Publication 3080

Ben-Ari M. (2001) Constructivism in computer science education. Journal of Computers in Mathematics and Science Teaching 20(1): 45–73. Fulltext at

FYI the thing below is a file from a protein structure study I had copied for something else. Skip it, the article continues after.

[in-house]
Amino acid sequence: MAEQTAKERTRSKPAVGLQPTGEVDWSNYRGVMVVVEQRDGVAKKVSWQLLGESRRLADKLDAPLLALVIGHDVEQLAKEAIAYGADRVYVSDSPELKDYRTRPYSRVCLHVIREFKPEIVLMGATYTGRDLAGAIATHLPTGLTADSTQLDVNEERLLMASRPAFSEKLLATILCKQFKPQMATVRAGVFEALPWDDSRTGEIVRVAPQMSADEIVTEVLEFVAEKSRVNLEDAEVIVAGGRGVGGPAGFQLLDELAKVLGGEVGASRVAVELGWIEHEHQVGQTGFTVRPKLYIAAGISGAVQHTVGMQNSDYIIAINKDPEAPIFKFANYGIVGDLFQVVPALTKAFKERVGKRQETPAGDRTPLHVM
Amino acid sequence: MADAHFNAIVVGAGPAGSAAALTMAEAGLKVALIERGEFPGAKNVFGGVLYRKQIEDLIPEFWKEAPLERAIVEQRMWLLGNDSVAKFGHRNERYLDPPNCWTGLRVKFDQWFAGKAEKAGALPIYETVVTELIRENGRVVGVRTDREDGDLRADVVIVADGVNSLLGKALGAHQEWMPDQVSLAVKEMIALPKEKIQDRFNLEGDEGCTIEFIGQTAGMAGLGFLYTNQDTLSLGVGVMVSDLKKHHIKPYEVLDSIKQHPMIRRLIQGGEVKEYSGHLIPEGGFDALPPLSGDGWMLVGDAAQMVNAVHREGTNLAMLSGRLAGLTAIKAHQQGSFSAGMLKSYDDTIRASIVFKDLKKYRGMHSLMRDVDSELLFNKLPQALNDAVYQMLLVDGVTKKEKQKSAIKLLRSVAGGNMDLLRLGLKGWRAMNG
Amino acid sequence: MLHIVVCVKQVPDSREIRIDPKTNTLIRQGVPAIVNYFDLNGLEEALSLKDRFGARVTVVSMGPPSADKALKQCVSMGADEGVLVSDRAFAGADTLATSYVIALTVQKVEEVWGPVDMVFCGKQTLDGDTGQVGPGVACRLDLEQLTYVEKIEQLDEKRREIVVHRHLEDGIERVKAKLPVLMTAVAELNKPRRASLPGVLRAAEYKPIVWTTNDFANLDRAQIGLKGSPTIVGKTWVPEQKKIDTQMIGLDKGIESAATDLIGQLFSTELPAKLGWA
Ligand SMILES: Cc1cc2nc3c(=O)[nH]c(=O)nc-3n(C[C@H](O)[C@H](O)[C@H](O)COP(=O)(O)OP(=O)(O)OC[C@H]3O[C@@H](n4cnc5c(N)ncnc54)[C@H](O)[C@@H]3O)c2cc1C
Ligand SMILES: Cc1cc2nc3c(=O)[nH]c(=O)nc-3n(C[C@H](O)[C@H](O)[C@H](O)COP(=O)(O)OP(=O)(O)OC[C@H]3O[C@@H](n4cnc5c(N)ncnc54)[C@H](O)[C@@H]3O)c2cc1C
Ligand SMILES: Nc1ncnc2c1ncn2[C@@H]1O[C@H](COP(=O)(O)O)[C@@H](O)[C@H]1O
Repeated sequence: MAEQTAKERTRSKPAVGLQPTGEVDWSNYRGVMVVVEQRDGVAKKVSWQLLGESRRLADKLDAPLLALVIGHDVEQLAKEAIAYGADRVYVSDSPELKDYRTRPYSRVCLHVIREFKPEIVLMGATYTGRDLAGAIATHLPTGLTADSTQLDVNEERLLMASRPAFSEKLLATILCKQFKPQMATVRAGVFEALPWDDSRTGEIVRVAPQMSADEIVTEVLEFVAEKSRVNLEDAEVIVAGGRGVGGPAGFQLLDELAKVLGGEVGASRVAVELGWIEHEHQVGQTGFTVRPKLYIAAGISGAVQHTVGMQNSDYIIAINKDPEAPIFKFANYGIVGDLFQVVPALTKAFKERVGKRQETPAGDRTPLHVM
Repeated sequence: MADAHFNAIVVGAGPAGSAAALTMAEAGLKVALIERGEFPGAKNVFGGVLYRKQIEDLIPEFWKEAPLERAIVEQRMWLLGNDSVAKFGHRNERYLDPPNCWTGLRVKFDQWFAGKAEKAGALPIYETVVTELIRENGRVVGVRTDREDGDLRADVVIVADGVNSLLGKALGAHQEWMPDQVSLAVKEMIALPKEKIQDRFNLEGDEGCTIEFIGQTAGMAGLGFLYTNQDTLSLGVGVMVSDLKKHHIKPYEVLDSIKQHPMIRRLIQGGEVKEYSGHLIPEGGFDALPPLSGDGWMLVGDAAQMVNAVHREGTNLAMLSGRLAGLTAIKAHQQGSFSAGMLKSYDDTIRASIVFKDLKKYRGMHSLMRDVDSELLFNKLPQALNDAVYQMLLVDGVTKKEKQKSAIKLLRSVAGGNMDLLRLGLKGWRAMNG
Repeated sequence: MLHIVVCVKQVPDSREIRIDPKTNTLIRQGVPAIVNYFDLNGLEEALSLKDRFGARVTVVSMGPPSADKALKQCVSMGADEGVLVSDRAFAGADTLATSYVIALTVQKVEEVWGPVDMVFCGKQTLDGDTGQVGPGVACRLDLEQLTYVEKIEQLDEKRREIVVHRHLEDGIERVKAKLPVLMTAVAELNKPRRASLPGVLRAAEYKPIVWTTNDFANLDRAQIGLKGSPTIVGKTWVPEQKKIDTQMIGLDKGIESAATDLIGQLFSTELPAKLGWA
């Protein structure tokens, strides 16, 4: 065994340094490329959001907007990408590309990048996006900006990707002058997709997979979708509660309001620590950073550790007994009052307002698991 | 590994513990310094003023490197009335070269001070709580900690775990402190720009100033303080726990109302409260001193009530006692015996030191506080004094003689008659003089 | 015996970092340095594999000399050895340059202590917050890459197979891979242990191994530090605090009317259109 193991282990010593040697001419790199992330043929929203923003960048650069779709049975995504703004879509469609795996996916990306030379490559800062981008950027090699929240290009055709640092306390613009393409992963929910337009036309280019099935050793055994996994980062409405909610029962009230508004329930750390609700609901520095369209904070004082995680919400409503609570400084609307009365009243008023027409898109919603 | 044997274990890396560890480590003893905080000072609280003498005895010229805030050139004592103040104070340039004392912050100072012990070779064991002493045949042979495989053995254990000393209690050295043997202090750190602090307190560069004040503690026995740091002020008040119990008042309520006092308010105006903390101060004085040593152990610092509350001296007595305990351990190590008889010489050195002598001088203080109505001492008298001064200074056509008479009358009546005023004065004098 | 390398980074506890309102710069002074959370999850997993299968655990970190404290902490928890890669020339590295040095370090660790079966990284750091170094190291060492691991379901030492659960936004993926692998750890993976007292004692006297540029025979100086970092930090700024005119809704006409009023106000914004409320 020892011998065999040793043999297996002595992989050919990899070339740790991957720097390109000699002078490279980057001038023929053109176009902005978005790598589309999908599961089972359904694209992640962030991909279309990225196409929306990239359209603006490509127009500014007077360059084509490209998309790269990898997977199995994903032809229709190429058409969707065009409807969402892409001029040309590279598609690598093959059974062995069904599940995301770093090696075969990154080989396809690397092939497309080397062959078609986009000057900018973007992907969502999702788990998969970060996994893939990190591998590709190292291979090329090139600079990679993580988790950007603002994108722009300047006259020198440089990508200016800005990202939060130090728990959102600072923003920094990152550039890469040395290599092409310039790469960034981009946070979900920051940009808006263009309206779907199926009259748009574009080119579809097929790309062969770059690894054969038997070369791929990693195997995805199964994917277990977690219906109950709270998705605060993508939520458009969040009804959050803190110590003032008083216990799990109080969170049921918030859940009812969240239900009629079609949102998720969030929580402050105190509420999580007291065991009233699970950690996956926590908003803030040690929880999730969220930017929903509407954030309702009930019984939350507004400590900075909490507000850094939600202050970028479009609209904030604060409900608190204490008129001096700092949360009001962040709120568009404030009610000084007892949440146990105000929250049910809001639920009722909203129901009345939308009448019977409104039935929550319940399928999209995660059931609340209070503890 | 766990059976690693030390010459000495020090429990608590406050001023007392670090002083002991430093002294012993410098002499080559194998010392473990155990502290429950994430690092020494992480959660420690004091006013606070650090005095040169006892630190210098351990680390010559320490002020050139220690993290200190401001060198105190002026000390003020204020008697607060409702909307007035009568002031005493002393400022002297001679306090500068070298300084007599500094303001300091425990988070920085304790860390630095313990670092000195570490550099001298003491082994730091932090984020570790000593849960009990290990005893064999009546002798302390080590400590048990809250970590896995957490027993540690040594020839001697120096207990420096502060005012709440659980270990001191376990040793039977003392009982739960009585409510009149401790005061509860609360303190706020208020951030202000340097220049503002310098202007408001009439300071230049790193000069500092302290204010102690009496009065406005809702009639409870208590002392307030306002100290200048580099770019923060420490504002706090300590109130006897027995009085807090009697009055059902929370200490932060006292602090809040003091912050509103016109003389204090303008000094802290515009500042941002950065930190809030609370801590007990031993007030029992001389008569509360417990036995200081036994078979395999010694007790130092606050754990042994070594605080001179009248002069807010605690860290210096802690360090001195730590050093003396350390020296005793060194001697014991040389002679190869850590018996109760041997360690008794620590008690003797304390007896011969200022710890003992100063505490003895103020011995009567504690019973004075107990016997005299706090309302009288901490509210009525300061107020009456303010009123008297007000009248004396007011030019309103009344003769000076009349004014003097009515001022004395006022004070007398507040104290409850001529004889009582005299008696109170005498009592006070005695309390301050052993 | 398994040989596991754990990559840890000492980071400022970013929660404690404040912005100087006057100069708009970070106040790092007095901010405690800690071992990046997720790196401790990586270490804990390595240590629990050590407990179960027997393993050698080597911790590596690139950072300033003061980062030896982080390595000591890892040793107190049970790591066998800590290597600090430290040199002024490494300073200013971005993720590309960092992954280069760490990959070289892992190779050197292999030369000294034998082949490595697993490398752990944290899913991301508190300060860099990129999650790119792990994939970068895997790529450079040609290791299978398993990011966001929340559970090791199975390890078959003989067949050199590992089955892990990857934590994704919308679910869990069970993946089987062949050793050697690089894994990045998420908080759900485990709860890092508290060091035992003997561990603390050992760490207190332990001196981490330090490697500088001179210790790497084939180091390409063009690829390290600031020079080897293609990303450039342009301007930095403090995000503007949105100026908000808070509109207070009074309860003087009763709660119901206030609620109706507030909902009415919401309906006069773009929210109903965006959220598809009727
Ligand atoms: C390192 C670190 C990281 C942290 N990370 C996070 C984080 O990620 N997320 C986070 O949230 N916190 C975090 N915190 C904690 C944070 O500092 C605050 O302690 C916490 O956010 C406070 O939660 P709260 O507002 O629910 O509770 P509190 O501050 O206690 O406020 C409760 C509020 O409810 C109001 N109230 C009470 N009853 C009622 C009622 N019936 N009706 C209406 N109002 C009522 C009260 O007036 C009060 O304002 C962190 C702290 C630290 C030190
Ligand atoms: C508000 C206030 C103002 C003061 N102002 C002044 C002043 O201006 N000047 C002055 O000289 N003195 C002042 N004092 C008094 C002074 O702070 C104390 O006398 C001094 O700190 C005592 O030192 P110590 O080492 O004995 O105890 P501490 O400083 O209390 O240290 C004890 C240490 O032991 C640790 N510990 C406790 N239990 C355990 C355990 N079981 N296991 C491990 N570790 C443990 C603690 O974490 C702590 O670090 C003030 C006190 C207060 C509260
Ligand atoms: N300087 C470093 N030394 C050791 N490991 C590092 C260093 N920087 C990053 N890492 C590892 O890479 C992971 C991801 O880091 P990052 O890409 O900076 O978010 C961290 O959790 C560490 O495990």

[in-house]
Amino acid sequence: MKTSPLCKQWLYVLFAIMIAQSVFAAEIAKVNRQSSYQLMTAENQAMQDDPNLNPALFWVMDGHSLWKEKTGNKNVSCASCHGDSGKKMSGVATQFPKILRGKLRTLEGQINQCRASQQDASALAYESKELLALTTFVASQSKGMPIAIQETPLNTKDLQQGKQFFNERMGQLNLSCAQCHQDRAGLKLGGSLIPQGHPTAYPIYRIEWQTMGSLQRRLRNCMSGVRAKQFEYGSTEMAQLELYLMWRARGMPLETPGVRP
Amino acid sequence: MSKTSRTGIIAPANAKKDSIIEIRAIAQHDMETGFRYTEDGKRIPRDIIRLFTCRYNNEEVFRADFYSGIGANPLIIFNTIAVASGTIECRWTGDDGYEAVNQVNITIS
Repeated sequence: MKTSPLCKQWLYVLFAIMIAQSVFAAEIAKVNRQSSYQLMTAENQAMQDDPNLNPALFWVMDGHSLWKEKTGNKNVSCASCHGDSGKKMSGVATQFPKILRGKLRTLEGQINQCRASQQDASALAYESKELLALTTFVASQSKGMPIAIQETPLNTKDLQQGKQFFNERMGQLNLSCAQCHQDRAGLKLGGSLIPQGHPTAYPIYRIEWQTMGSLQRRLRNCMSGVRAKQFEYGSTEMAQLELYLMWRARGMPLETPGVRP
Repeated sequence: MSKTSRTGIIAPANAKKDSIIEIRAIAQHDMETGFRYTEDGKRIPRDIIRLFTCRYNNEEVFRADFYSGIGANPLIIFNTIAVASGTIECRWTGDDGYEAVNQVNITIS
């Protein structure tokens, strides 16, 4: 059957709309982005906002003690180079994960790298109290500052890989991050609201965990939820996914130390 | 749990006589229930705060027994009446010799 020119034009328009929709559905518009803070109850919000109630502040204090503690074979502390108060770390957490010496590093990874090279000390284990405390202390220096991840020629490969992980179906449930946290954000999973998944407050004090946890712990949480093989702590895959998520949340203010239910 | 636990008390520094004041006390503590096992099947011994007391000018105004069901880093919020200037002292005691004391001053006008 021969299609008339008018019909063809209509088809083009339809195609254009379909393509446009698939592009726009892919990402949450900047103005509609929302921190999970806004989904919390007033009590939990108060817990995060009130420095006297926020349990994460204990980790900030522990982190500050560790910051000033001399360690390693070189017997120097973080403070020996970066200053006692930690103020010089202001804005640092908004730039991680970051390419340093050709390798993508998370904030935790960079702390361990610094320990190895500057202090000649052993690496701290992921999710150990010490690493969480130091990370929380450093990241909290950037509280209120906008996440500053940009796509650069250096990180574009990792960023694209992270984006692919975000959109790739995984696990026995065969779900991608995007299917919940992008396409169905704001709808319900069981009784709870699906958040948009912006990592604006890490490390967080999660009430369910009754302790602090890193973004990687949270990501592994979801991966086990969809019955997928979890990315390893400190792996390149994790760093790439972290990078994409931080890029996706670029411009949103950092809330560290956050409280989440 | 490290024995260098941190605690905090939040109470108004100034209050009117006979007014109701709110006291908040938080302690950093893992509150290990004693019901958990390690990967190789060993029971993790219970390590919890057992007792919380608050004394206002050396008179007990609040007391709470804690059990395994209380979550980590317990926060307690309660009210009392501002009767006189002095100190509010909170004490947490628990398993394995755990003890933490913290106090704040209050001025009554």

Constructivism is a theory of learning, which claims that students construct knowledge rather than merely receive and store knowledge transmitted by the teacher. Constructivism has been extremely influential in science and mathematics education, but much less so in computer science education (CSE). This paper surveys constructivism in the context of CSE, and shows how the theory can supply a theoretical basis for debating issues and evaluating proposals. An analysis of constructivism in computer science education leads to two claims: (a) students do not have an effective model of a computer, and (b) computers form an accessible ontological reality. The conclusions from these claims are that: (a) models must be explicitly taught, (b) models must be taught before abstractions, and (c) the seductive reality of the computer must not be allowed to supplant construction of models.

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